Date

November 2011

Document Type

Thesis

Degree Name

M.P.H.

Department

Dept. of Public Health and Preventive Medicine

Institution

Oregon Health & Science University

Abstract

Background – Colorectal cancer is the second leading cause of cancer-related deaths and the third most common cancer in both men and women within the U.S. American Indian and Alaska Native (AI/AN) population. The calculation of cancer incidence, mortality, and survival for an overall AI/AN population in the U.S. obscures the heterogeneity in cancer burden within the AI/AN population at local or regional levels. Studies at state and regional levels have documented variation in colorectal cancer mortality within the AI/AN population. AI/AN people have also been reported to be more likely to be diagnosed at later stages of colorectal cancer as well as having a greater risk of colorectal cancer mortality than non-Hispanic White people. Local level or regional data on cancer survival are more informative for state and tribal communities in the development of strategies for the control of cancer. Methods – Using data with improved AI/AN racial ascertainment from record linkages performed bet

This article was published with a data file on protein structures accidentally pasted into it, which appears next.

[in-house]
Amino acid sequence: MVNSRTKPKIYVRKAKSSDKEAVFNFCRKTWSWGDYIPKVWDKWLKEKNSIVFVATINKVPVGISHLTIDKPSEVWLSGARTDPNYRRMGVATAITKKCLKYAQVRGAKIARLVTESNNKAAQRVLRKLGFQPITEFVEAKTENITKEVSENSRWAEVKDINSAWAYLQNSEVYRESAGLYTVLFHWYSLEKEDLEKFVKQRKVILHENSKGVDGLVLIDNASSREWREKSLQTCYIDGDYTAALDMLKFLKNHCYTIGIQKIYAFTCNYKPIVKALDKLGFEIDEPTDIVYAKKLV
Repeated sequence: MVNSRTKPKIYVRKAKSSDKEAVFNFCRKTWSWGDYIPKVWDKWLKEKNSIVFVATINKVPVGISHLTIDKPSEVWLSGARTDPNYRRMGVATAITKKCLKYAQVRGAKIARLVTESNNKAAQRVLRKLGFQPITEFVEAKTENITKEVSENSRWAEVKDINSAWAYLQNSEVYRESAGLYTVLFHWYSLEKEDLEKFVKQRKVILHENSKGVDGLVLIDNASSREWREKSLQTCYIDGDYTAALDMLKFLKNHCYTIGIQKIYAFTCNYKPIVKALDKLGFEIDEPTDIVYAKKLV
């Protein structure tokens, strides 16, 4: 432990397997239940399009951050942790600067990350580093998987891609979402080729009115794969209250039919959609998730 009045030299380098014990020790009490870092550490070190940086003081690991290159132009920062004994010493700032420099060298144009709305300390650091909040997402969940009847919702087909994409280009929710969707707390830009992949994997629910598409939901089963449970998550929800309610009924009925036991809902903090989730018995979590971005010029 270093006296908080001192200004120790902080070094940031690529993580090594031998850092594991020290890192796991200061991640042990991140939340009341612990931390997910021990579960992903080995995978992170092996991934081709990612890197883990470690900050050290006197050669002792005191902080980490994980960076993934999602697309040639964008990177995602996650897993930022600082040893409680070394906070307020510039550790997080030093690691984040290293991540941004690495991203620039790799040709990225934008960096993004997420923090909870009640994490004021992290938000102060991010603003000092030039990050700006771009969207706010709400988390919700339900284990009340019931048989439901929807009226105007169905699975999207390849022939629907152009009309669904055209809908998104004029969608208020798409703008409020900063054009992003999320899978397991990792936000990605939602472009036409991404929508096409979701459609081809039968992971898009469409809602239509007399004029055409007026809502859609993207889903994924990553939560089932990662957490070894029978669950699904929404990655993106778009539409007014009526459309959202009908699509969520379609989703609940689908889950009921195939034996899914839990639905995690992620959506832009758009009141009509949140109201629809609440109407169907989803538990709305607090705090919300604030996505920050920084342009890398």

Identifier

doi:10.6083/M46971J1

School

School of Medicine

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